Editor: Here are a series of reports by the Center on Policy Initiatives – a labor-and progressive-aligned think tank here in San Diego – about our San Diego County government, its employees, its revenues and services.
County Employees: Overworked and Undermined
County employees report chaotic system fails low-income residents
In San Diego County’s efforts to improve its public assistance enrollment system have backfired – degrading service quality, accountability, and job performance – according to the employees doing the work.
CPI and the San Diego State University are releasing a report based on a survey of 342 county employees and a review of county data. The study, County Employees: Overworked and Undermined , reveals a chaotic and stressful environment at the Family Resource Centers, where low-income county residents apply for assistance such as food stamps, health programs and temporary aid.
San Diego County Revenues and Reserves
While trailing in services, San Diego County amassed $2.2 billion in reserves
In SAN DIEGO COUNTY REVENUES AND RESERVES: A comparative analysis of California’s largest counties, CPI reveals that the San Diego County Board of Supervisors has accumulated $2.2 billion in unspent reserves,while restricting safety net services during a recession.
The county’s end-of-year fund balances total almost 60% of expenditures, compared to an average of 42% among other major California counties, the study found. The report shows that San Diego County further starves its own budget by bringing in unusually low amounts of all types of revenue.
“San Diego County has not prioritized the essential health and social services it is obligated to provide,” said CPI Executive Director Clare Crawford. “Good fiscal stewardship is not just a matter of putting money in the bank. It requires wise spending to meet your responsibilities and prevent greater future costs.”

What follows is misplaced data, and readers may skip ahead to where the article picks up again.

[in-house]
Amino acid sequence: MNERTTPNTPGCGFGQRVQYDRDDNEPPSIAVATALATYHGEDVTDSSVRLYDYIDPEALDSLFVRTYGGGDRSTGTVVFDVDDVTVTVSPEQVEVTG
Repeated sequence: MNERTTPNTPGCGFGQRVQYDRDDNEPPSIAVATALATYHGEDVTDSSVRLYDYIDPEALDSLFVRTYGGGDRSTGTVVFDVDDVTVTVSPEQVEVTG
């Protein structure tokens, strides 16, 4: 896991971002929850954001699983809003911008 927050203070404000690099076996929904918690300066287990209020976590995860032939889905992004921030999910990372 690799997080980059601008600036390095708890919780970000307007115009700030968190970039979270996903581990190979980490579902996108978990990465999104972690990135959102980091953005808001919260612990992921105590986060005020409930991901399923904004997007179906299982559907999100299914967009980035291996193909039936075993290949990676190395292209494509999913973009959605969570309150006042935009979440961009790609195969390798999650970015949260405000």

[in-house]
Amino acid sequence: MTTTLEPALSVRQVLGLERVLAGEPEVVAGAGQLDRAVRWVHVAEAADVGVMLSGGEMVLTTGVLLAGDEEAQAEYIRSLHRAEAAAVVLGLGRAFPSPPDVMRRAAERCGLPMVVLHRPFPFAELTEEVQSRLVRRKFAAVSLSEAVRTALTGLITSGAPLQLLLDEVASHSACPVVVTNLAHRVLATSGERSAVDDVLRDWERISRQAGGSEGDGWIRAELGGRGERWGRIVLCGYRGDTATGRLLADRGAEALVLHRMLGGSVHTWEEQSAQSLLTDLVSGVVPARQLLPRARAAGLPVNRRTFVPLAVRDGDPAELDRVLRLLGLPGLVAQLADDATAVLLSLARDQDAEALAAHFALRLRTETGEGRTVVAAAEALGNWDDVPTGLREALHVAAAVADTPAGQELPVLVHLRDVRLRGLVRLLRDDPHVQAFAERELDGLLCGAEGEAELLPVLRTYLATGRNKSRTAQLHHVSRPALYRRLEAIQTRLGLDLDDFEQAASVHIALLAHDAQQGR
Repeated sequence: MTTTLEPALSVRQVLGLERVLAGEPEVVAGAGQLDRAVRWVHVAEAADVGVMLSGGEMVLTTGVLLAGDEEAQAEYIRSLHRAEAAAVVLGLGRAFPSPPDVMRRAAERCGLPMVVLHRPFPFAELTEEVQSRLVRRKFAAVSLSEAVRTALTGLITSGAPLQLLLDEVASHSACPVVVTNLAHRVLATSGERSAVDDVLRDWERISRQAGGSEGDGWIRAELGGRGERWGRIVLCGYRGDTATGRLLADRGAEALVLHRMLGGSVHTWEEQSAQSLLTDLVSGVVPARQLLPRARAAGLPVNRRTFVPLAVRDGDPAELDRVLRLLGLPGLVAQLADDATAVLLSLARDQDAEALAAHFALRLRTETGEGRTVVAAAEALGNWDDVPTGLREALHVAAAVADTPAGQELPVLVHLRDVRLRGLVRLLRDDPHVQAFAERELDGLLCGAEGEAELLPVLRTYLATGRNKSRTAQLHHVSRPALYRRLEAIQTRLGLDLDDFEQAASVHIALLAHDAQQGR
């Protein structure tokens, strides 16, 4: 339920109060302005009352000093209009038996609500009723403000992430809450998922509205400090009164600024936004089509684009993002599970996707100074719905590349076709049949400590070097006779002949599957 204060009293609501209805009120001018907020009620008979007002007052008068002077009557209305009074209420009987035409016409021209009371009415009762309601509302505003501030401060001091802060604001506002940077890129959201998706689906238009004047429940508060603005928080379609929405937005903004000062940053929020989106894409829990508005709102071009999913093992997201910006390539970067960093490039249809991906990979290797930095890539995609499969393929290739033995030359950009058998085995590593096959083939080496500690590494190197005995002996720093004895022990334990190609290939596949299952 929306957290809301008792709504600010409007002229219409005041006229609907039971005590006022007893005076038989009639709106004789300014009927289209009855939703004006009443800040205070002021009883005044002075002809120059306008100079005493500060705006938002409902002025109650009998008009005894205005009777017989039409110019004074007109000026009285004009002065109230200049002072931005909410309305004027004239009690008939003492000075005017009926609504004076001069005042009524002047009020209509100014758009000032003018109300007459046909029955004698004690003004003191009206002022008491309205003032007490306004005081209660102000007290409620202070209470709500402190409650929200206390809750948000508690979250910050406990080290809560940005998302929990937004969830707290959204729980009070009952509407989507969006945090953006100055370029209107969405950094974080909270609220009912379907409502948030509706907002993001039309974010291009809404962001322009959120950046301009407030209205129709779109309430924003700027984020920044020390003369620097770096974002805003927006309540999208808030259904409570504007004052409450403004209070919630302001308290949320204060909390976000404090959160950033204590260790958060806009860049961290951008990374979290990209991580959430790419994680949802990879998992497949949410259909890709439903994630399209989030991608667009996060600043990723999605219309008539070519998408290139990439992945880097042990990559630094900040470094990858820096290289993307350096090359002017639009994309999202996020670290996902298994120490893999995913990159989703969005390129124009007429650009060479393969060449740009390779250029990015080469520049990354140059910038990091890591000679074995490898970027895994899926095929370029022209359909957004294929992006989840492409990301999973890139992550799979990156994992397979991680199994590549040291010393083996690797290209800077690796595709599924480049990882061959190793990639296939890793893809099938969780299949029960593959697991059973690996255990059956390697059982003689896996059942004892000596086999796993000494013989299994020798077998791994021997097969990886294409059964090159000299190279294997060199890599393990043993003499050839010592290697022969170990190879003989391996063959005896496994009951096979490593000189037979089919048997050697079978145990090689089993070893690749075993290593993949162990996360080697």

“This county has been saving for a rainy day during a monsoon,” she said.
The report, San Diego County Revenues and Reserves, compares budget and spending data for the 12 largest counties in California. San Diego has long trailed other counties in providing services, for instance by enrolling less than half of those eligible for Medi-Cal.
Spending more of its revenue on local services would help create jobs and boost the local economy, as well as helping people struggling in the recession, said study author Vladimir Kogan. The County Board’s decision to instead build up excessive reserves is a trade-off with real consequences. “
County Fiscal Policies Squeeze San Diego’s Core Public Services
by Vlad Kogan / Voice of San Diego
Over the past two years, several independent studies and analyses have documented the abysmal levels of public services provided by the county of San Diego.
A recent investigation by voiceofsandiego.org and the Rose Institute found San Diego at the bottom compared to other major counties in the state in the provision of basic social services to the region’s most vulnerable residents.
Others have noted that, until recently, San Diego was the only large county in the state without an organized fire department — something that no doubt hampered the region’s ability to contain and extinguish the 2007 wildfires — and still spends far less than others on regional fire protection.
The response from our Board of Supervisors has generally been to blame the state — both for saddling the county with onerous responsibilities without providing the money necessary to fund them and for failing to deliver additional revenue to expand essential public services such as fire protection.
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